But the fact that Christopher Tolkien did such a good job assembling “The Children Of Hurin”, raised my hopes that this new volume would be just like that: a prose story assembled from various sources, including the unfinished “Lay of Leithian”, with minimal editorial commentary.
It was not.
That is not to say that it wasn’t well done. Because of the story and the material it is certainly going to be a well written and a well plotted story. And that it was. The highlight is the section culled from the “Lay of Leithian” (the 1930s version). These verses are magical to me. Of course I can read this at any time in the previously published “The Lays Of Beleriand”, and I do periodically read through it.
The original story, where Beren is an elf, is nice to read, since I was not as familiar with it. And it was interesting to see how many changes the story went through over the various versions. Tolkien seemed to have it in for cats, at least based on this early version of the story. But Tevildo was not quite as menacing as Thu (Sauron). Nonetheless, it was very entertaining.
The main characters, Beren and Luthien, are fairly well fleshed out in the poem, at least with respect to their personalities. There’s very little in the way of physical description of Beren, but Luthien is described a little more fully, usually referred to as “the most beautiful” elf-maid ever. But her determination comes through much more than Beren’s. She is the one with the magic and ability to mesmerize even Morgoth. Luthien Tuniviel is just as much a hero in this story as Beren.
The characters of the hound Huan and his evil counterpart the wolf Carcharoth, were well developed in the limited space. The description of Carcharoth’s whelping and growth were sufficiently grim and greatly added to the atmosphere around the Gate of Angband. It is a much fuller description than the one in the Silmarillion. And the fact that we occasionally seem to get in to Carcharoth’s head is a nice touch.
The ending, as we know it from various notes or short narratives, is possibly the most happy of any of the major First Age stories. Certainly there is tragedy, but nothing on the scale of Turin’s tragic story or the fall of Gondolin. And Beren and Luthien, after their tragedy, explicitly get to live out their days in relative happiness. In spite of the curse of the Oath of Feanor. In Middle-Earth terms this is a very happy ending indeed!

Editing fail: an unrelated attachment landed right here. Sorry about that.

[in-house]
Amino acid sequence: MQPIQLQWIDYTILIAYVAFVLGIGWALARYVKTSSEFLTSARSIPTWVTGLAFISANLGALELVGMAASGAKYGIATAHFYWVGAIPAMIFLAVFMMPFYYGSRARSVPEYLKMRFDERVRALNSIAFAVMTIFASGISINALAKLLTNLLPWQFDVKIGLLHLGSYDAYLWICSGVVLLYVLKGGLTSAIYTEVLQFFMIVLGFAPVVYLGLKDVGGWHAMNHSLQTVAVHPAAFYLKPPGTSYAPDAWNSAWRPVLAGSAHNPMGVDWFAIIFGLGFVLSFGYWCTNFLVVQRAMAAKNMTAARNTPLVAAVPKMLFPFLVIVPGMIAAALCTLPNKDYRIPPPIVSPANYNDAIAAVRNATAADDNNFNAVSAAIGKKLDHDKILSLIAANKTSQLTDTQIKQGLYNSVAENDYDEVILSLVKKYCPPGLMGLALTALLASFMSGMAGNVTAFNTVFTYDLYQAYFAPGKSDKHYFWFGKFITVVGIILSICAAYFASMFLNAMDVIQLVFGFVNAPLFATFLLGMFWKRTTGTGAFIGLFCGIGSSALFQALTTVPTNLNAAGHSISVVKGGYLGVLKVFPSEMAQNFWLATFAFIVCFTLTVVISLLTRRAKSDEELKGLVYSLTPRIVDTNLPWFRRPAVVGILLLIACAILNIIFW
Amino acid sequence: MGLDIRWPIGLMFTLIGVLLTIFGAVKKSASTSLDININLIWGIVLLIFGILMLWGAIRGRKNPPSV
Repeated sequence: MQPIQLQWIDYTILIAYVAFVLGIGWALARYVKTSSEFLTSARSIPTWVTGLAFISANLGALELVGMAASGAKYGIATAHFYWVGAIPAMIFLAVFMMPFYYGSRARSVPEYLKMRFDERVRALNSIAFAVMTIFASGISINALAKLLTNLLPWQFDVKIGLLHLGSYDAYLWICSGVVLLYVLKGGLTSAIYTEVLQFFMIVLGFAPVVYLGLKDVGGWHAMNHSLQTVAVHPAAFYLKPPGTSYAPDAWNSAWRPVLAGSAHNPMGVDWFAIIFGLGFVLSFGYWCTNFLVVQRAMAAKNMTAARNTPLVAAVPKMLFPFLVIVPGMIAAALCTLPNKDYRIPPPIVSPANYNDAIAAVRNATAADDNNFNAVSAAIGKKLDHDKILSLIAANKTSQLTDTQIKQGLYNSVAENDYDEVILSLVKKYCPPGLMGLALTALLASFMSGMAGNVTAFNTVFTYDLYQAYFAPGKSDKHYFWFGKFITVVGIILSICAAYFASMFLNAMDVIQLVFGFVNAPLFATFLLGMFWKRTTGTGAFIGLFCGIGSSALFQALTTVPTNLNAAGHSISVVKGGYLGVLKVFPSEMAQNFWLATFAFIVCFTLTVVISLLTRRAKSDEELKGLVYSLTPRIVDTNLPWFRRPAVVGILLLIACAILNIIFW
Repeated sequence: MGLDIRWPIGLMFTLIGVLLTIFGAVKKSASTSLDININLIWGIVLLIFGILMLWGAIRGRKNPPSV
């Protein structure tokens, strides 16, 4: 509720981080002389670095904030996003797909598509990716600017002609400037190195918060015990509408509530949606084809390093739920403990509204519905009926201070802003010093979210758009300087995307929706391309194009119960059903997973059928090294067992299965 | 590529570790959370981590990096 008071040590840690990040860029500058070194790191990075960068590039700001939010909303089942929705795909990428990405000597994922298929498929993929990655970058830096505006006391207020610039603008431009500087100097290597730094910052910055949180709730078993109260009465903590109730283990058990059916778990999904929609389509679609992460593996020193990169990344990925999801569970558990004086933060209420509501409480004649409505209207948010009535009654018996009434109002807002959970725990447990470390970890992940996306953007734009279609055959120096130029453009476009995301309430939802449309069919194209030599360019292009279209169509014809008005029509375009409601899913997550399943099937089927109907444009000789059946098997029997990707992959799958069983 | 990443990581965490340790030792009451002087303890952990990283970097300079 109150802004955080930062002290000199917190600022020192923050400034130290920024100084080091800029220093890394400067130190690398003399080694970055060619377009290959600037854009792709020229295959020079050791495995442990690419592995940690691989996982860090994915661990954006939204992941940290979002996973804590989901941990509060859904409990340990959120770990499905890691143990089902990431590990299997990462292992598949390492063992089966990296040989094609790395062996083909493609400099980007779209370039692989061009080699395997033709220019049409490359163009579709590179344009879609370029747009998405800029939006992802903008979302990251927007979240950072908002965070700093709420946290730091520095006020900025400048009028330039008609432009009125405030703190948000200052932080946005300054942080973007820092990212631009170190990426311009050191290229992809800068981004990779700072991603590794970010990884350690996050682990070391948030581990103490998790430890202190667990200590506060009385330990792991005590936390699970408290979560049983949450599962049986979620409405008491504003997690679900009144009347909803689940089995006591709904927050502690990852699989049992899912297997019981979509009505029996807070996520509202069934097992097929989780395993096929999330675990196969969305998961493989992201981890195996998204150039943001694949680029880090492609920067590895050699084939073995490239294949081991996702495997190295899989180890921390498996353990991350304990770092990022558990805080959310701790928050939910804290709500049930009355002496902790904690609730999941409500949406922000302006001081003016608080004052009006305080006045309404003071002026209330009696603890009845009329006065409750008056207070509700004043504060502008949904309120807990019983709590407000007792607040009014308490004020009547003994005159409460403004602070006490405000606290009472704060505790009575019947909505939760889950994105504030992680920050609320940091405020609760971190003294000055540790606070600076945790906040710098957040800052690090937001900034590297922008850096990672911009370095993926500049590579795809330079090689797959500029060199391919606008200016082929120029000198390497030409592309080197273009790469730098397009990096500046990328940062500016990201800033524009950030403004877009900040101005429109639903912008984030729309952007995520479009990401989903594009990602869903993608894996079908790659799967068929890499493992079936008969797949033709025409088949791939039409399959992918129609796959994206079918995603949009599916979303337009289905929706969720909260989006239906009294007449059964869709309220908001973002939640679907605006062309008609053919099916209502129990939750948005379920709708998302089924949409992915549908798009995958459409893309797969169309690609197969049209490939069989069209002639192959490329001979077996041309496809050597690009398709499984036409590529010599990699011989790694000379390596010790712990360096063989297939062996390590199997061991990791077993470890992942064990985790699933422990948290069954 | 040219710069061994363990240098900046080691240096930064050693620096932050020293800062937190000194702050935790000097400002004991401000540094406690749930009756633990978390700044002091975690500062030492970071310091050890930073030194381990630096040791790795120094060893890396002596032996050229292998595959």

As I mentioned above, the story is one of Tolkien’s major stories of the First Age of Middle-Earth. It is foundational to much of what we glimpse in “The Lord Of The Rings”, especially the Aragorn/Arwen love story, which it somewhat parallels. This makes the new volume a very good addition to any Tolkien library. So now the whole story (as it exists) is available in one book, rather than searching through various other volumes.
And then there are the Alan Lee illustrations. Starting with the cover, which is a great depiction of Luthien riding Huan with Beren at their side, they are very evocative of the First Age of Middle-Earth. Everything is grim and grey – which is to be expected throughout most of the journey. Though I would have hoped for a little more color in Doriath. But these compare favorably to the illustrations in “The Children Of Hurin”.
I would say that this is a worthwhile purchase, if you are looking for a single source for all versions of the story. It is not, however, a stand-alone narrative like “The Children Of Hurin”, which is what I was expecting and hoping for. But that’s on me and doesn’t prevent this from earning five stars.
One thing I would point out as a shortcoming (to me) is the lack of a map. It's not like there doesn't exist a map of Beleriand that could easily have been inserted in the back of the book. It would have made the journey of Beren and Luthien that much more real to me.
This is apparently going to be the last of his father’s work that Christopher Tolkien publishes, so unless there is a new literary executor, this may be the last we get from JRR Tolkien. Perhaps what I was expecting, a completed prose narrative, is impossible to do with the writings that are left.
As always. beautiful colour artwork from Alan Lee throughout with a lovely illustrated dust jacket.
This book is for Tolkien fans. If you enjoyed The Silmarillion, better still The unfinished tales, and especially if you stuck with the History Of Middle Earth, then this will be a wonderful addition to your collection.